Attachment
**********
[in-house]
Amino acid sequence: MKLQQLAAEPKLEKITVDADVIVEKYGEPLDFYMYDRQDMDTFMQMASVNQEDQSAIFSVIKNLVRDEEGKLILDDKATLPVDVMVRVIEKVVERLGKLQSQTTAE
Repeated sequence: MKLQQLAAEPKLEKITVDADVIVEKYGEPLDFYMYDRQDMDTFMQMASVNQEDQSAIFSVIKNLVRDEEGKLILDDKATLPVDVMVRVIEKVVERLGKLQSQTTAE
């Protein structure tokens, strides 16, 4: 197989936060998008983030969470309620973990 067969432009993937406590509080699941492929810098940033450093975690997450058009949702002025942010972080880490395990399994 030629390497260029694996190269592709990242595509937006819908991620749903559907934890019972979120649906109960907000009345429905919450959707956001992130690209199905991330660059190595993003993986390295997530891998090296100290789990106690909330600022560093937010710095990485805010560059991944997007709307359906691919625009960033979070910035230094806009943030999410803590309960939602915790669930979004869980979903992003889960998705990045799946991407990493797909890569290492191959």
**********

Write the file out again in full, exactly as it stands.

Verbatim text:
[in-house]
Amino acid sequence: MKLQQLAAEPKLEKITVDADVIVEKYGEPLDFYMYDRQDMDTFMQMASVNQEDQSAIFSVIKNLVRDEEGKLILDDKATLPVDVMVRVIEKVVERLGKLQSQTTAE
Repeated sequence: MKLQQLAAEPKLEKITVDADVIVEKYGEPLDFYMYDRQDMDTFMQMASVNQEDQSAIFSVIKNLVRDEEGKLILDDKATLPVDVMVRVIEKVVERLGKLQSQTTAE
């Protein structure tokens, strides 16, 4: 197989936060998008983030969470309620973990 067969432009993937406590509080699941492929810098940033450093975690997450058009949702002025942010972080880490395990399994 030629390497260029694996190269592709990242595509937006819908991620749903559907934890019972979120649906109960907000009345429905919450959707956001992130690209199905991330660059190595993003993986390295997530891998090296100290789990106690909330600022560093937010710095990485805010560059991944997007709307359906691919625009960033979070910035230094806009943030999410803590309960939602915790669930979004869980979903992003889960998705990045799946991407990493797909890569290492191959």